Mediation companies often claim to be a low cost alternative to seeking legal representation in a divorce. The mediation process typically starts by having you and your spouse write down your individual goals regarding property division, child custody or support, and spousal maintenance. You and your spouse will likely be asked to provide an accounting of your assets and liabilities. Taking no sides, a professional mediator will work with both you and your spouse to divide assets, allocate support and resolve any disputes regarding parenting time and draft a written agreement for you and your spouse to sign. If this all sounds too easy, you may be onto something. Mediation is not always the right fit for every situation, so it is important to consider the stumbling blocks individuals and couples encounter:
- If you suspect that your spouse may not be on the level regarding their finances, remember that mediation does not require discovery. During the litigation process, on the other hand, discovery reveals the assets of both parties so that a fair settlement is possible.
- Sometimes one spouse is adamant about seeing a mediator instead of each party securing their own legal representation. Sometimes this can be disadvantageous when considering the pattern of interaction you and your spouse had as a couple. If one spouse has typically gotten their way in the marriage because the other loathes confrontation, for example, this may carry into the mediation process leading to a lopsided settlement as one spouse rallies and the other defers. If you are not able to advocate for yourself in the face of your spouse’s demands, it is advisable to hire an attorney to work on your behalf.
- If at any point in the mediation process you don’t like the way things are going, you may want to consult with an attorney. Remember that although some mediators are lawyers, many are not. Mistakes or oversights are certainly possible given the lack of expertise and experience. If you have to consult an attorney more than once, you may be better off stopping the mediation process and hiring an attorney to represent you instead. If, however, the mediation process goes smoothly, it is always advisable to have an attorney look over your agreement before signing to ensure the mediator did not overlook any issues or that you have waived any of your rights inadvertently.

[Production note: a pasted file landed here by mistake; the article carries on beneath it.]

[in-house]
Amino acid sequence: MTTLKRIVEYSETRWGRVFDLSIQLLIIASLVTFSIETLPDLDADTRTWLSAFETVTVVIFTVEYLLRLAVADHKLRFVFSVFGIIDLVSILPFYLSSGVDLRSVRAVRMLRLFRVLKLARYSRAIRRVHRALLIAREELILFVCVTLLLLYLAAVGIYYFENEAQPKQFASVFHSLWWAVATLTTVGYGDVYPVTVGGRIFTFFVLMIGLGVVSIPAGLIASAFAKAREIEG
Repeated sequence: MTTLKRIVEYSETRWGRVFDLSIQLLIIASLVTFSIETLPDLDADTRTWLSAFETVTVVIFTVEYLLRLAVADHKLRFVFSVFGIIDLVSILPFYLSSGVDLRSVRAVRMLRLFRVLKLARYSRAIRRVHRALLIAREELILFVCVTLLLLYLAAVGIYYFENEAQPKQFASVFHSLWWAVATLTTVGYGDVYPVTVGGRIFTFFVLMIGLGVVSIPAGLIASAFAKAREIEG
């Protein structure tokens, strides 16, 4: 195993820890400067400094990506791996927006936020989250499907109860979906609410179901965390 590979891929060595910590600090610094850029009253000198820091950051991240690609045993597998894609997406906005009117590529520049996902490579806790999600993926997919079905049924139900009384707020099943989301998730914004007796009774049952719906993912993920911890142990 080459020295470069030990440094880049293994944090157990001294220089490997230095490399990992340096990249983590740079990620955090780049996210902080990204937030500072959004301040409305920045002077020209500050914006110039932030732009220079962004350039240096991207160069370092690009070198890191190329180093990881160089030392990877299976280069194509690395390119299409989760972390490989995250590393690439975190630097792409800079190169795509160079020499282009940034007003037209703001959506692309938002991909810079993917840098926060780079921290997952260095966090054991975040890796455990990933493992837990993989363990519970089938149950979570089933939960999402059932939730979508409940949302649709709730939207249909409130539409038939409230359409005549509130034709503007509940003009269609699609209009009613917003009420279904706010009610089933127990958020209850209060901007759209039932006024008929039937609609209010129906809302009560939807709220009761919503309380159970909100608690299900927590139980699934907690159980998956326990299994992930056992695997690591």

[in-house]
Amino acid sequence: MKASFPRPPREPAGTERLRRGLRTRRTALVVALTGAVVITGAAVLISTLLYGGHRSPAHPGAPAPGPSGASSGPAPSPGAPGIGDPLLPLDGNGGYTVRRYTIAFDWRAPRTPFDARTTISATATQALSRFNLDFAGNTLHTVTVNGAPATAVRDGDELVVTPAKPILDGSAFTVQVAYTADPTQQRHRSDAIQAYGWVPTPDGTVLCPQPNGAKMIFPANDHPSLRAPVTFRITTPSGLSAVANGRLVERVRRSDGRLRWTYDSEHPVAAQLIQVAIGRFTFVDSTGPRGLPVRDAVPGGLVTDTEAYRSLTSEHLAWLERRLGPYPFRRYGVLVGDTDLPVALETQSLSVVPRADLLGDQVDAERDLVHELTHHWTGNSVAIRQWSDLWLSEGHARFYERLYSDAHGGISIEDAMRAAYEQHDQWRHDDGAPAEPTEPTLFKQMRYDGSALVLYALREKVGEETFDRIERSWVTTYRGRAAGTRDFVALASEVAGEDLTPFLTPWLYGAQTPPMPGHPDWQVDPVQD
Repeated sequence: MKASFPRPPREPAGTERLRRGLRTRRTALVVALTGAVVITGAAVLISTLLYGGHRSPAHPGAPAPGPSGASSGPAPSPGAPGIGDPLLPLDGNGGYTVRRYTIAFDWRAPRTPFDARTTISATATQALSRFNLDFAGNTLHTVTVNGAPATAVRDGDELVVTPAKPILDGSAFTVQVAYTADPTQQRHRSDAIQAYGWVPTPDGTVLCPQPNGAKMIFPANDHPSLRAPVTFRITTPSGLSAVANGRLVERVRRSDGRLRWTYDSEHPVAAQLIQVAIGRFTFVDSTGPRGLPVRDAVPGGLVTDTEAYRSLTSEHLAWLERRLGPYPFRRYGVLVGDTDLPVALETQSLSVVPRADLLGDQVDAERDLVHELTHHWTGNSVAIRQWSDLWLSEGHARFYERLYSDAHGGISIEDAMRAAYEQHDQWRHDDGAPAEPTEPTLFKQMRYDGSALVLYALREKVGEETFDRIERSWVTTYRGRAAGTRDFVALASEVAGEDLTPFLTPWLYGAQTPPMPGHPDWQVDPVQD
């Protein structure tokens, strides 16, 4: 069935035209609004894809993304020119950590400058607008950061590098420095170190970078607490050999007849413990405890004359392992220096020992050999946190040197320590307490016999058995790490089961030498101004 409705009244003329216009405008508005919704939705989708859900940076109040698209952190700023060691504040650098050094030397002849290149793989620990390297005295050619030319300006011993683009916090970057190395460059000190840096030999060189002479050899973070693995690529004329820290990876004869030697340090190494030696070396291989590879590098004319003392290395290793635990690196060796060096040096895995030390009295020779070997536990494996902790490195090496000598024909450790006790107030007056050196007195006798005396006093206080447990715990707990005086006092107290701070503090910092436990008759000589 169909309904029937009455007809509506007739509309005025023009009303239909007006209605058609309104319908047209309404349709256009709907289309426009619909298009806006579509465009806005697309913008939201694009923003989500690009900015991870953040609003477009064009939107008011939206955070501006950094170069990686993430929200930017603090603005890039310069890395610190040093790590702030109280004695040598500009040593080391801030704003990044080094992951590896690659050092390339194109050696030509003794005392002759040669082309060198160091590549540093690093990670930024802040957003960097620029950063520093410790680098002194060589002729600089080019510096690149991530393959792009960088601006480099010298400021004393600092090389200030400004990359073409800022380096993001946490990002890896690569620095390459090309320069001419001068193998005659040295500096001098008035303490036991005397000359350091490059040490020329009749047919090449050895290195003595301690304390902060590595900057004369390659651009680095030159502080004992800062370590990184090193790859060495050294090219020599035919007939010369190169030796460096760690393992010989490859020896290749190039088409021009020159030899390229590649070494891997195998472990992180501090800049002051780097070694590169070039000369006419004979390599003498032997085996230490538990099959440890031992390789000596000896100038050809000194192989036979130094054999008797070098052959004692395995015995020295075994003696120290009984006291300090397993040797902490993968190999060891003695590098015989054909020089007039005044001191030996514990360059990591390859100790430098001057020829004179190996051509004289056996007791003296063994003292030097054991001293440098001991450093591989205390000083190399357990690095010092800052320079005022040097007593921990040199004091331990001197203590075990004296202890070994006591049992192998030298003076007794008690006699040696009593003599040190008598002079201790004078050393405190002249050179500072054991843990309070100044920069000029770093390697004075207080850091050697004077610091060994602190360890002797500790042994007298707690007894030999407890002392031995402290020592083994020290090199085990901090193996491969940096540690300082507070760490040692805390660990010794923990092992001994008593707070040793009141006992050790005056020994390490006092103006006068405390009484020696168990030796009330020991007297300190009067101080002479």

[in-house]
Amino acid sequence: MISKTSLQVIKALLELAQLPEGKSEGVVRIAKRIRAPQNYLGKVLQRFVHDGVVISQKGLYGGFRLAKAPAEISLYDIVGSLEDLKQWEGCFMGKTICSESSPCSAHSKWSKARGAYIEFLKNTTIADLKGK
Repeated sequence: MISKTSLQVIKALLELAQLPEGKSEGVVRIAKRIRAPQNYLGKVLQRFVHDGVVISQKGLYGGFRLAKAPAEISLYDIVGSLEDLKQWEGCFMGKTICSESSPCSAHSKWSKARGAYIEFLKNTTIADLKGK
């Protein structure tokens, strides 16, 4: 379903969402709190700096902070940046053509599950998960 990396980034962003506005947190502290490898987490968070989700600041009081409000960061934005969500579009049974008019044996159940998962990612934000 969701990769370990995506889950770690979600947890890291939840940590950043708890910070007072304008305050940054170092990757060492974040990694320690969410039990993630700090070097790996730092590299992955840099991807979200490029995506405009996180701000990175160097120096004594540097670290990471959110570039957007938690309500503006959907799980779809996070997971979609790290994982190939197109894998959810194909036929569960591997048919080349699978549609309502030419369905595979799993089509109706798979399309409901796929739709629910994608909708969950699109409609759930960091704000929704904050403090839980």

- Mediation is not speedy and can slow to a screeching halt if one or both spouses do not or cannot commit to the mediation schedule. During one session you may only iron out a co-parenting agreement, leaving more work for another day that may or may not line up in your busy schedules any time soon. Of course, if there are any unanticipated disagreements, the process can drag out indefinitely.
In most cases, if you and your spouse are poised to work together in an uncontested divorce, hiring your own attorney to work on your behalf is wise. If you and your spouse are on the same page, the process will likely be cost effective and expedient without the risk of mistakes being made. Divorce lawyers not only have thorough knowledge of the law, but also experience working with clients and other counsel in and out of court so they are often a better value overall. If you and your spouse are considering divorce, we welcome you to contact the law offices of Ronald L Bell & Associates P.C. to help you determine what approach is right for you. Call today to discuss your case at 847-495-6000.